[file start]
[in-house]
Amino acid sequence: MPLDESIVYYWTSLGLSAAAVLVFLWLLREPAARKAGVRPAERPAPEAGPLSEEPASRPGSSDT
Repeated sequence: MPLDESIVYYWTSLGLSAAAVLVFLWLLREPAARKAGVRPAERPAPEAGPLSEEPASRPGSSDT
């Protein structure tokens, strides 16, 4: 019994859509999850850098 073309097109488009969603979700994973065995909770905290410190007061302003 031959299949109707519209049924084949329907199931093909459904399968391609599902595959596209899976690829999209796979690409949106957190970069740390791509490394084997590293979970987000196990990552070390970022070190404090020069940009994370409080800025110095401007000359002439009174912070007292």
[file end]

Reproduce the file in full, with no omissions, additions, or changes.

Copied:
[in-house]
Amino acid sequence: MPLDESIVYYWTSLGLSAAAVLVFLWLLREPAARKAGVRPAERPAPEAGPLSEEPASRPGSSDT
Repeated sequence: MPLDESIVYYWTSLGLSAAAVLVFLWLLREPAARKAGVRPAERPAPEAGPLSEEPASRPGSSDT
């Protein structure tokens, strides 16, 4: 019994859509999850850098 073309097109488009969603979700994973065995909770905290410190007061302003 031959299949109707519209049924084949329907199931093909459904399968391609599902595959596209899976690829999209796979690409949106957190970069740390791509490394084997590293979970987000196990990552070390970022070190404090020069940009994370409080800025110095401007000359002439009174912070007292």